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State of child report: Nearly half of children not eligible for bagrut
By LIDAR GRAVÉ-LAZI AND GREER FAY CASHMAN
29/12/2013
President receives annual statistical report on children, says neglect of children is intolerable, worst possible sin.
 
In the school year of 2011/2012, more than half of all 17-year-olds were not eligible to receive a bagrut (matriculation) certificate.

This was the finding of the annual statistical report that the National Council for the Child released on Sunday.

The bagrut eligibility figure stood at 49.8 percent, up from 48.1% in 2010/2011 but still outnumbered by those who were ineligible. Meanwhile, 55% of teachers of all grades said they didn’t know whether their students prepared homework or not.

Additionally, according to the report, the number of children studying within the state educational system went down from 74.2% to 52.2%, though there was a marked increase in students enrolled in the state-religious and ultra-Orthodox educational system (from 25.8% to 47.8%).

The report, comprised of statistics from the Central Bureau of Statistics, government ministries and nonprofit organizations, presented a picture of the state of the child in Israel considering many factors, including education, health, poverty, abuse and criminal activity.

According to the findings of the report, by the end of 2012 there were 2,626,400 children living in Israel, comprising 32.9% of the population.

Between 1970 and 2012 the number of children in Israel nearly doubled, while the number of Muslim children more than tripled.

The report showed that in 2012, 33.7% of all children – meaning more than one out of every three – were living in poverty, a total of 885,000 children.

In the past decade or so there was a dramatic increase of over 60% in the number of children living below the poverty line.

The results also showed that in 2012, only 5.3% of poor children were able to escape poverty, compared to 10.5% in 2000 – this can be attributed to government cutbacks in transfer payments and tax policies that reduce poverty.

Poverty was more common among Arab children than Jews in 2012, with 67.9% of Arab children living below the poverty line, compared to 22.9% of Jewish children and 26.1% of children of Jewish immigrants to Israel.

Large gaps were also reported in the geographic dispersal of poverty in Israel, with the Jerusalem district and the North reporting 59.4% and 49.4% (respectively) of children living in poverty, while Tel Aviv reported 23.7% and the Center district reported 15.9%.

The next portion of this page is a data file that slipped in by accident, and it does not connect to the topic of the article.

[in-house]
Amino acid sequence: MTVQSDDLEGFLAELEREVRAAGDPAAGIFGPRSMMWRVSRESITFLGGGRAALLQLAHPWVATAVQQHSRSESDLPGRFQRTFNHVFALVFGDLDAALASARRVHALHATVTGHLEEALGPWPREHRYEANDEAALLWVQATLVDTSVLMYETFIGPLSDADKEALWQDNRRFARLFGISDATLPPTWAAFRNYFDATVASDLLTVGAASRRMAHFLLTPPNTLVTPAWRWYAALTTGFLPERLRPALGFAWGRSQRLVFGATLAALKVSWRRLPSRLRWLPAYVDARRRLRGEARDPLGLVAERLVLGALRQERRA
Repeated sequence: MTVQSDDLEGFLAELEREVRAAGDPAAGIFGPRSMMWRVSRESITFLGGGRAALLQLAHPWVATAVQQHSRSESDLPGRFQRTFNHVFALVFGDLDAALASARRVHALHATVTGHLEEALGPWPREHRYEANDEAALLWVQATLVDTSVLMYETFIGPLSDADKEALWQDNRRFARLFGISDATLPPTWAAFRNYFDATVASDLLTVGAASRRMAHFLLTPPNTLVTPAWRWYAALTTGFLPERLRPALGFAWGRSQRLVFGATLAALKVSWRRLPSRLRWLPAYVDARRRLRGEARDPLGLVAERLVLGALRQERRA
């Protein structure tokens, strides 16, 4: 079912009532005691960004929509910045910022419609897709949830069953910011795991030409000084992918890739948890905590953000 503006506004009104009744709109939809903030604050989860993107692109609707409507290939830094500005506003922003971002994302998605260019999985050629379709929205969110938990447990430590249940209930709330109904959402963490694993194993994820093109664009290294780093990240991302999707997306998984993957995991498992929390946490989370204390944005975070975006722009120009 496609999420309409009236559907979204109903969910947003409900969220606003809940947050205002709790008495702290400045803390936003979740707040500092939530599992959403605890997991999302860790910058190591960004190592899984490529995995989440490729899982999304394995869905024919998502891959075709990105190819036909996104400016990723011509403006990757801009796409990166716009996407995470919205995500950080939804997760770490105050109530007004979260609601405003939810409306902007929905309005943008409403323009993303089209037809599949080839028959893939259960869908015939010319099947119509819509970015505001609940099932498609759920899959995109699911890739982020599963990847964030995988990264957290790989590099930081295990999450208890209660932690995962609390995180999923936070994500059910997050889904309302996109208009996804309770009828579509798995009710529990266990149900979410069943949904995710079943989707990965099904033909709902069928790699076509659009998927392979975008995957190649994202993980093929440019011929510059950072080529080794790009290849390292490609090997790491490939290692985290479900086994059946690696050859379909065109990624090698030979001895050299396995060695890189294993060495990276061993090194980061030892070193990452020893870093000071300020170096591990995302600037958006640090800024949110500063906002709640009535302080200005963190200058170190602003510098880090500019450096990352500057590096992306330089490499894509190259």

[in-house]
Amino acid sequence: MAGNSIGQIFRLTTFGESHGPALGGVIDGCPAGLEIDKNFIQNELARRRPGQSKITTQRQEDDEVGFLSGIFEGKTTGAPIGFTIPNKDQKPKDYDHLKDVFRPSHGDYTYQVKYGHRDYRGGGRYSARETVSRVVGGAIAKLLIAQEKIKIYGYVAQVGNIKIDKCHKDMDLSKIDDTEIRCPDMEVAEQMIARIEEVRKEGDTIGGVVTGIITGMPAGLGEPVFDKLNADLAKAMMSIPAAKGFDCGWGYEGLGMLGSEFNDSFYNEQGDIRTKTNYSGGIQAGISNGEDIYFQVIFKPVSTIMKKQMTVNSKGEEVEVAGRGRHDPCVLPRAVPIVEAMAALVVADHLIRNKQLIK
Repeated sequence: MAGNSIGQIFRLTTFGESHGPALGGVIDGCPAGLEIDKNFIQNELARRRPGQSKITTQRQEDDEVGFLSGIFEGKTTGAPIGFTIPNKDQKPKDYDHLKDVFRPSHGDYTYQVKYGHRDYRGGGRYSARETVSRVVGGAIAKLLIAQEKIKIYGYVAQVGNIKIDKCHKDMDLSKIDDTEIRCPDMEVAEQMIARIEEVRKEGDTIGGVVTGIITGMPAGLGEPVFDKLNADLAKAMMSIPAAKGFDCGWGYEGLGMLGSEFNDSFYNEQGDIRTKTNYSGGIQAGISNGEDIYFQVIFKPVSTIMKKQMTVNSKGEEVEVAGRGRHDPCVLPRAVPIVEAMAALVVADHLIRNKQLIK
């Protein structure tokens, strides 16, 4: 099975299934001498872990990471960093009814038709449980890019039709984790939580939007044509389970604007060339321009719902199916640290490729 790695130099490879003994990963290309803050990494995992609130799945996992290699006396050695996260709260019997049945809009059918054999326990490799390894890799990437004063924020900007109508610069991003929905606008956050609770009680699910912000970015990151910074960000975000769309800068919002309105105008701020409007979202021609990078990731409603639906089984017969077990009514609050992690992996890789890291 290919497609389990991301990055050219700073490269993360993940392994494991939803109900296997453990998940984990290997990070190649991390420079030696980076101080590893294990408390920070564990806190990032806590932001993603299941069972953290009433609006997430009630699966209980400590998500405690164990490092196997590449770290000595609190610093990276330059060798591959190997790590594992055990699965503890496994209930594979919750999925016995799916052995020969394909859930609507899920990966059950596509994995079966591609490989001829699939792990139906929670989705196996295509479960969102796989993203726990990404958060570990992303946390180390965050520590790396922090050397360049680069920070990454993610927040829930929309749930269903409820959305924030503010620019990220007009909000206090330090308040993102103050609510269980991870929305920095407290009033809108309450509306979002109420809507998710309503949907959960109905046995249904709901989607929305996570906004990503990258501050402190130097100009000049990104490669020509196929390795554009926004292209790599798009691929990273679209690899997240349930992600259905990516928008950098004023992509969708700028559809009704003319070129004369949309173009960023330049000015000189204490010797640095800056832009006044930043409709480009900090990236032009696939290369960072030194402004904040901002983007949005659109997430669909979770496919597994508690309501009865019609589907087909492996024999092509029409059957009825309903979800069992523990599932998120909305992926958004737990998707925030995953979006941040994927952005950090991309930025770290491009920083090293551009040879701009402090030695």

In comparison to the national average of 35.6%, Netanya (73.2%), Bnei Brak (62.9%) and Jerusalem (61.7%) had the highest percentages of children living below the poverty line, while Rishon Lezion and Tel Aviv had the lowest, with 9.2% and 12.4% respectively.

During the 2012/2013 school year, 2,187,296 children were enrolled in the education system, including 1,565,434 (71.9%) in the Jewish sector and 610,410 (27.9%) in the Arab sector.

In the previous school year, there had been a marked decrease across the board in students reporting drinking alcohol, using drugs or bringing weapons to school.

The percentage of students who drank beer, a Breezer or Smirnoff Ice once in their life decreased from 34% of 7-9th graders in the 2008/09 school year to 24% in 2011/12; and from 59% of 10-11th graders to 52%.

Similarly, the percentage of students who tried marijuana decreased from 4% among 7-9th graders in 2008/09 to 2% among the same grades in 2011/12; and 7% of 10-11th graders to 5%.

Between the 2008/09 and 2010/11 school years there was a decrease in the percentage of students who suffered some form of violence – whether verbal, physical, or digital. Only 32% of students said they would report a case of violence to one of their teachers – 23% in the Jewish sector and 58% in the Arab sector.

Eight percent of students in grades 7-9 reported in 2012/2013 that they were victims of violence from a teacher or staff at school.

The percentage of Arab students who reported such incidents were 2 or 3 times higher than those of Jewish students.

This divide applied also to violence in general, as 67.7% of Arab children reported they were the victim of some form of violence, compared to 48.5%, or nearly half, of Jewish children.

In addition, 17.6% of children reported they had been sexually abused – with nearly half of these children, 46.5%, reporting that they had been assaulted more than once.

In 83.1% of the cases, the assaulter was male, and in 75.3% of the cases the children reported they knew the assaulter.

Of the 14.1% of children who reported that they were physically abused, 78.5% of the abusers were family members.